Taylor and Beasley (2005) describe how the PhD was originally intended to create career-academics, but many graduates now go to work in industry instead. I feel that the career planning needed to navigate this issue is lacking in doctoral training. With future students I will discuss long-term career prospects from the very beginning, even at the recruitment stage. It is important to me to know that the student is aware of what they can realistically gain from their studies in terms of future employability. Similarly, it is important that students gain skills that will prepare them for a non-academic career. ‘Transferrable skills’ are vital, and can be gained by planning projects, supervising younger students, attending conferences, presenting work to diverse audiences, preparing formal reports, and writing popular science pieces. It is also vital that students can recognise the skills they gain, so that they realise their own potential, and so that their view of what they can do with their doctorate does not narrow – I know I could have benefitted from that kind of motivation early on.

Reading

B Bozeman and J Youtie (2016) Science and Engineering Ethics 22 1717-1743

C Doloriert and S Sambrook (2012) European Journal of Training and Development 36 732-750

PW Gray and SR Jordan (2012) Journal of Academic Ethics 10 299-311

R Gunnarsson, G Jonasson and A Billhult (2013) BMC Medical Education 13 134

U Haake (2011) Higher Education 62 113-127

C Halse (2011) Studies in Higher Education 36 557-570

G Handal and P Lauvås (2005) Nordisk Pedagogic 3

A Lee and R Murray (2015) Innovations in Education and Teaching International 52 558-570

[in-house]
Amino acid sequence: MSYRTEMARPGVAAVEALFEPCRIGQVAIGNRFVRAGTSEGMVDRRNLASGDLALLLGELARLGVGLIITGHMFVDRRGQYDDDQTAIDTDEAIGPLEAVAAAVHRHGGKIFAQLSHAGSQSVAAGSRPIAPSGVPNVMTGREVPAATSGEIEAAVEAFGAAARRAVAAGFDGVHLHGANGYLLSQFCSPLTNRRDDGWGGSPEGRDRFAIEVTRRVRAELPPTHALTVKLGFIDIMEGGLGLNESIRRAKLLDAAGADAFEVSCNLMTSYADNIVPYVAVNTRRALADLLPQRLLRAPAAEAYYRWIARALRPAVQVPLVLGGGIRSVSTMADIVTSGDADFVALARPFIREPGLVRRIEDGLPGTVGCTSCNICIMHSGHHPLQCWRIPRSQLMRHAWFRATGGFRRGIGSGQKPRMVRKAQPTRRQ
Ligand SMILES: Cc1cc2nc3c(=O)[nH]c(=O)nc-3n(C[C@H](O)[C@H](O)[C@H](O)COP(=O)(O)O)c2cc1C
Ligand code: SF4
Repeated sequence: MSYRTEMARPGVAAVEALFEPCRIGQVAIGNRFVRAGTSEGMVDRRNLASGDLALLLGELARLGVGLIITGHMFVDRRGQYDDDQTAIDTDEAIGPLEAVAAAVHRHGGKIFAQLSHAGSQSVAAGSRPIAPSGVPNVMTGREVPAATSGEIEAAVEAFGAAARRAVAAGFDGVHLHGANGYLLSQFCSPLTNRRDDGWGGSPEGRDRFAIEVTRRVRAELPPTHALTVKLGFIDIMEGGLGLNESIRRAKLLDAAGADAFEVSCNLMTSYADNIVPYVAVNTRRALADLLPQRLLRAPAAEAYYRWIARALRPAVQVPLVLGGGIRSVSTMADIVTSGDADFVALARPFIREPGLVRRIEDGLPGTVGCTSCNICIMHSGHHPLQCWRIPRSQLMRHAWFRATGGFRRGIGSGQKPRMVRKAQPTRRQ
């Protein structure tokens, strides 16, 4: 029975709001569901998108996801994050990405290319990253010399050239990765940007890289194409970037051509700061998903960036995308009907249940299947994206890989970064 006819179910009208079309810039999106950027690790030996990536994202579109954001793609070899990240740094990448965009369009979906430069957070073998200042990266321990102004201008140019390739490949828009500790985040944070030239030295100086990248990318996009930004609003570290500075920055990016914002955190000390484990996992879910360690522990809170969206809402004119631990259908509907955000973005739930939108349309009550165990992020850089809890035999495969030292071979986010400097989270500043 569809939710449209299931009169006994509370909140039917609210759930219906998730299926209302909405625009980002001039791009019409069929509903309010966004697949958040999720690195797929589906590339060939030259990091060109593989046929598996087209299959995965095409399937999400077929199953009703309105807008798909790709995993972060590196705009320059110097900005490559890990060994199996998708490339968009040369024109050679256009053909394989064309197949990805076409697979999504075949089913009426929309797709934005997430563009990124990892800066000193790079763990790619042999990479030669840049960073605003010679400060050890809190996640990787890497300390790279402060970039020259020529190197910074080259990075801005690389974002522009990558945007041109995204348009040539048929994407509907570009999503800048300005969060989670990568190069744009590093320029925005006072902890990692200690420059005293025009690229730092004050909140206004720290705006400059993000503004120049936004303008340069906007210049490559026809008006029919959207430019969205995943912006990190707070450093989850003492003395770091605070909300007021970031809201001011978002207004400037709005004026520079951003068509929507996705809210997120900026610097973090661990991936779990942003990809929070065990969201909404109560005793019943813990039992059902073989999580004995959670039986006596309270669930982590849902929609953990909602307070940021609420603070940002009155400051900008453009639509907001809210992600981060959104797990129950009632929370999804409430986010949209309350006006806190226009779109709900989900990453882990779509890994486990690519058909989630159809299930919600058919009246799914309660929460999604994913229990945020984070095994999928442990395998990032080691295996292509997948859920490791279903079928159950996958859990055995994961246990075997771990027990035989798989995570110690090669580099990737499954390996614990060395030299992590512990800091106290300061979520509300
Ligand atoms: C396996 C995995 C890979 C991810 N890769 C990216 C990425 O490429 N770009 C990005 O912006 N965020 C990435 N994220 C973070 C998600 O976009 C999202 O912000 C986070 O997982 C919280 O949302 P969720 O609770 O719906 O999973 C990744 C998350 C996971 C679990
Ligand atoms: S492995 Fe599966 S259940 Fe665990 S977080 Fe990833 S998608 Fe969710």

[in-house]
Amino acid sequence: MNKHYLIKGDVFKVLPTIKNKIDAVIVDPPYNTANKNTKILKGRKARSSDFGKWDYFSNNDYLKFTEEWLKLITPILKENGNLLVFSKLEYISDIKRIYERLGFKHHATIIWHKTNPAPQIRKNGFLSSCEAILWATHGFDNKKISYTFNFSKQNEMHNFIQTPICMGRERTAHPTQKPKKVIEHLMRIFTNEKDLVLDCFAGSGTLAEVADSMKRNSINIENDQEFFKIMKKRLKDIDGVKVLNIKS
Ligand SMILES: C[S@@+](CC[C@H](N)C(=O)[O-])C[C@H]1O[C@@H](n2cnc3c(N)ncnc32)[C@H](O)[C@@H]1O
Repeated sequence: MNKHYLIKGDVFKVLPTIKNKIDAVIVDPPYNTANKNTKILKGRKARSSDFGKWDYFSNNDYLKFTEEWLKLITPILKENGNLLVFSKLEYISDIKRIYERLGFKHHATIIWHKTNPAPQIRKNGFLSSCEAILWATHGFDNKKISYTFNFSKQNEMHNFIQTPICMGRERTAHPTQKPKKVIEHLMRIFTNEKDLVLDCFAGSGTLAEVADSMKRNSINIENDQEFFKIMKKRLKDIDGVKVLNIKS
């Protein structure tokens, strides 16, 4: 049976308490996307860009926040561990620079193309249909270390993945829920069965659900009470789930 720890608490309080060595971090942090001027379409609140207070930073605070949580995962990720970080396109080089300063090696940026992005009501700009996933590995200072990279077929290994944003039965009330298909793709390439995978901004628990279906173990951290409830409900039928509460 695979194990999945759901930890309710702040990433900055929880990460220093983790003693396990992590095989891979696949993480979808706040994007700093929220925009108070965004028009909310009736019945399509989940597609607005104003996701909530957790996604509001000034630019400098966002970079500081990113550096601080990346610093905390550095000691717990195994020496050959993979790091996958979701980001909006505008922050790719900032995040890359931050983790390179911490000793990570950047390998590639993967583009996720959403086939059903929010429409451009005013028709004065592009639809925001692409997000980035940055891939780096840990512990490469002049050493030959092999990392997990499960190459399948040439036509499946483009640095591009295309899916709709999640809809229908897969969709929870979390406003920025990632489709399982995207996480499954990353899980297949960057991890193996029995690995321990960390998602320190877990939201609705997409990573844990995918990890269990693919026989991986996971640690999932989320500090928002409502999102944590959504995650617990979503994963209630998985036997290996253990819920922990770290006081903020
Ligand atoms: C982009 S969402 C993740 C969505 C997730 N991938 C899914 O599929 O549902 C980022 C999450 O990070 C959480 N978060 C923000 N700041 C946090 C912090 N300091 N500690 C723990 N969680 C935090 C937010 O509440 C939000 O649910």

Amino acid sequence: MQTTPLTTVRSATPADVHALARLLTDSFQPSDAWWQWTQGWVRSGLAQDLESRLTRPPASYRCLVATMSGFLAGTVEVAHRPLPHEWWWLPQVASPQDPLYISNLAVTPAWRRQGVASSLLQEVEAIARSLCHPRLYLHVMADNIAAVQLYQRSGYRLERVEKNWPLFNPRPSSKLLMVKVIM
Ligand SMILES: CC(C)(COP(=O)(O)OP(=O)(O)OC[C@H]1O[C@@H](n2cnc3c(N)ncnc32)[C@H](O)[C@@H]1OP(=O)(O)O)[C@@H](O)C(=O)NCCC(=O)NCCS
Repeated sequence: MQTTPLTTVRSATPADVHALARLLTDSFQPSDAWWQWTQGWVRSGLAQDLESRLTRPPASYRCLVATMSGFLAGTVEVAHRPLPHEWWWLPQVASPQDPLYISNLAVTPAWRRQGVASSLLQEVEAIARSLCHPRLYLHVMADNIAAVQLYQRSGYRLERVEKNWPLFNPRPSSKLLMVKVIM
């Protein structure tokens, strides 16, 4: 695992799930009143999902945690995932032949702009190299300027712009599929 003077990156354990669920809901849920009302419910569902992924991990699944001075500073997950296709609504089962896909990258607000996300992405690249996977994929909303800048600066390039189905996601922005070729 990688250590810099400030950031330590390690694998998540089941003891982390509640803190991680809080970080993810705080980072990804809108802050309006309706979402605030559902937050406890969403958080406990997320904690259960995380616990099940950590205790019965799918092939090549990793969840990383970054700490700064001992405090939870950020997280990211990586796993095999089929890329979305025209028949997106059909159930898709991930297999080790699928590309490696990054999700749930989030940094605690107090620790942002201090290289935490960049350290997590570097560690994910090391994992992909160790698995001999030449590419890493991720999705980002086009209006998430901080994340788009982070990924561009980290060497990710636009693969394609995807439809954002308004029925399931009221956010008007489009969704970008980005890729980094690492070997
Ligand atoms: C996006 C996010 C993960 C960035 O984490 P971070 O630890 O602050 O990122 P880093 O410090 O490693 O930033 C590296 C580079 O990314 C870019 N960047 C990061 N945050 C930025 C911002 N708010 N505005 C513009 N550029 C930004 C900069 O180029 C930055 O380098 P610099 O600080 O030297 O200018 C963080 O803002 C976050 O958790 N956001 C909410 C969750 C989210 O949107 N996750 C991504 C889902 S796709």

E Löfström and K Pyhältö (2015) International Journal of Science Education 37 2721-2739

B Mitchneck, JL Smith and M Latimer (2016) Science 352 148-149

EM Phillips and DS Pugh (2010) How to Get a PhD: A Handbook for Students and their Supervisors (5th edition)

K Sanders, TM Willemsen and CCJM Millar (2009) Sex Roles 60 301-312

S Taylor and N Beasley (2005) A Handbook for Doctoral Supervisors

JH Watts (2010) Teaching in Higher Education 15 35-339

C Wennerås and A Wold (1997) Nature 387 341-343

This much I have learned – How to ask for funding for your research.

Acquiring your own independent line of research funding is key to the beginning of an academic career, whether you will pursue fellowships, the tenure track, or something else. Having your own research funding shows that you can lead a project, and that you have good, big ideas.

But funding applications are very different from probably anything you’ve written before, and for most Early Career Researchers (ECRs), there is a steep learning curve while we figure out how to write successful ones. For many, myself included, this means a lot of rejections before the first award of funding. Learning to deal with that rejection is not the topic of discussion here. Instead, I want to talk about moving on from a failed proposal so you can write a better one next time. After some recent successes I’m very happy and excited about, I will here try to summarise how I changed my approach in writing funding applications, and the specific lessons I took from some spectacular early failures. Some of these tips may be more specific to the Swedish context in which I am working, but I hope that they are universal enough that most ECR readers can take some inspiration from this list.

In Sweden, the two major research councils offer early career “starter” grants that fund 3-4 year projects. Anyone working in a university who obtained their PhD 2-7 years ago is eligible to apply for funding. If you are an Assistant Professor receiving salary support from your school, this funding should allow you to recruit a post-doc. If, like me, you are a non-faculty Researcher, it will just about let you pay your own salary, granting you financial independence from your supervisor and giving you breathing room to apply for additional funding to recruit personnel whom you will supervise.

Lesson 1 – You have to actually try